Today's report by the National Audit Office (NAO) shows that progress in establishing a shale gas industry in England has been slower than government planned. Amid public concern for the practice, the government has committed to developing a shale gas industry and had hoped to have opened up to 20 wells to be fracked by the mid-2020's; so far only three wells have been fracked. Since setting that goal in 2016, public support for shale gas development has decreased with opposition now at 40 per cent, compared to 20 per cent in 2013. Concerns for the natural environment and public health factored highly as risks in public opinion, especially the release of greenhouse gases, groundwater pollution and fracking-induced tremors cited in addition to worries over the adequacy of pre-existing regulations.
While the Department for Business, Energy and Industrial Strategy believes it can meet its climate change objectives at the same time as developing shale gas, the technology required to do so has yet to be developed on an industrial scale at the required efficiency. The Committee on Climate Change states that the development of carbon capture, usage and storage technology (CCUS) is critical to reducing greenhouse gas emissions, because it would provide a way to use fossil fuels, including shale gas, in a low-carbon way. The Department held two unsuccessful competitions in 2007 and 2012 to develop and implement CCUS. In 2018, it set out its aim to develop the first CCUS facility in the mid-2020s.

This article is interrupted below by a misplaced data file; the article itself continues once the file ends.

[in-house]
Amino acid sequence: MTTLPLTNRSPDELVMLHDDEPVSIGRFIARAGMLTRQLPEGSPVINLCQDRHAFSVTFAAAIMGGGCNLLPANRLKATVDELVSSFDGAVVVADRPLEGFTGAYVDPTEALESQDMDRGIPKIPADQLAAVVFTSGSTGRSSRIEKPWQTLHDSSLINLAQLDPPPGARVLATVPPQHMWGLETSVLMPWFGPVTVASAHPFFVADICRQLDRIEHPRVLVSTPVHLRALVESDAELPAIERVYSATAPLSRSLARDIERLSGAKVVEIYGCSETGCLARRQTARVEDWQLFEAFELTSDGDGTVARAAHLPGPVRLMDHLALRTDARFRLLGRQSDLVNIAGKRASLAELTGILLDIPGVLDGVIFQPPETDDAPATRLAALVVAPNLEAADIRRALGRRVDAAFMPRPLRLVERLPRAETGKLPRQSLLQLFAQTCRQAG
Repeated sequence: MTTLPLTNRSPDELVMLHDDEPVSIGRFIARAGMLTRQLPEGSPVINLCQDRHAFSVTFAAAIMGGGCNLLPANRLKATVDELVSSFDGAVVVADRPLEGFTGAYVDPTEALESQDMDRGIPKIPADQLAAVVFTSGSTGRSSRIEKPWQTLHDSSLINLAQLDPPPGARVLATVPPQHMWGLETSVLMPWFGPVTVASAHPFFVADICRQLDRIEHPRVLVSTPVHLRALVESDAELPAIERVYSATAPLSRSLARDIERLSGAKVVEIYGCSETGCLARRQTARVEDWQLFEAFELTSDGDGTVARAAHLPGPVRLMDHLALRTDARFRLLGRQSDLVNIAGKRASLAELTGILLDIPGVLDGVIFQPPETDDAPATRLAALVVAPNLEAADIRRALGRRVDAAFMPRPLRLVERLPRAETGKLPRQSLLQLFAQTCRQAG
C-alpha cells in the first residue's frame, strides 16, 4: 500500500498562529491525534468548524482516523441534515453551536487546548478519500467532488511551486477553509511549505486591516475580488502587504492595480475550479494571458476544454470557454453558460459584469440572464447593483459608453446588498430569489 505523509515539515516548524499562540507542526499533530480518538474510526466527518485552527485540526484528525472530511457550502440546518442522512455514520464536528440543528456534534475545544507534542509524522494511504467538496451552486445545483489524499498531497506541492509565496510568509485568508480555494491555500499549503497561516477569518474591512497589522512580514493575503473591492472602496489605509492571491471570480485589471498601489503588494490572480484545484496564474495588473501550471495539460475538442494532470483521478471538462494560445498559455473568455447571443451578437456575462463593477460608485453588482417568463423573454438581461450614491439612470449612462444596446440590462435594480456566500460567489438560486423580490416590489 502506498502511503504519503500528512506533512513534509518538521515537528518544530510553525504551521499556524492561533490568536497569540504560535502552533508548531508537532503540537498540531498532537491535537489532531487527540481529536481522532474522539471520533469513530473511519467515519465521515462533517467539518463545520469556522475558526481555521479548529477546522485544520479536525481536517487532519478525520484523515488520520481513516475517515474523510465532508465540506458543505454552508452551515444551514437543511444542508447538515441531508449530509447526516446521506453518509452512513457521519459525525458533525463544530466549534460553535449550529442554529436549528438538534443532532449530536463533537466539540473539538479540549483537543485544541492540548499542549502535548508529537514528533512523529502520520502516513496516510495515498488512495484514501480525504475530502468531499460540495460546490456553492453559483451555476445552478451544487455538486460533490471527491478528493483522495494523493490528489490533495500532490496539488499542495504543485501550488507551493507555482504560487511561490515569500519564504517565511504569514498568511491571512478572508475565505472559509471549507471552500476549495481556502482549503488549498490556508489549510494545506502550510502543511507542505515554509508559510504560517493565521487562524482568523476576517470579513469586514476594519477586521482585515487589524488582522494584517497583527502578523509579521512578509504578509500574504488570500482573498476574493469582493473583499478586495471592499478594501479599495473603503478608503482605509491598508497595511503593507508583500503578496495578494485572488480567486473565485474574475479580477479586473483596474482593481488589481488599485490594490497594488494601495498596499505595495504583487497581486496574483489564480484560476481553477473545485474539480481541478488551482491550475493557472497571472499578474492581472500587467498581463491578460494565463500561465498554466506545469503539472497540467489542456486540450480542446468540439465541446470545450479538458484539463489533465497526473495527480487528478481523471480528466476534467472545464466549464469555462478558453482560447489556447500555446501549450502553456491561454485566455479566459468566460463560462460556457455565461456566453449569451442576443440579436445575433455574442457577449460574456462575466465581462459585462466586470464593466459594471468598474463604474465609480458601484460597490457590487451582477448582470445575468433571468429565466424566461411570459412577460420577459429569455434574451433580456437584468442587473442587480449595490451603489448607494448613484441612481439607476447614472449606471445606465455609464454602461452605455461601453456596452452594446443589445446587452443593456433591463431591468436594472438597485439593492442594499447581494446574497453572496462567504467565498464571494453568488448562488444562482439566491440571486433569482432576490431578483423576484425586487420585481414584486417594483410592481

NAO estimates that at least £32.7 million has been spent by public bodies since 2011, including £13.4 million spent by three local police forces on maintaining the security around shale gas sites to date. Adding to this, although the Department recognises its responsibility for decommissioning offshore oil and gas infrastructure, it does not for onshore wells, including shale gas wells, potentially making landowners liable for decommissioning costs of shale gas wells should an operator be unable to fund them.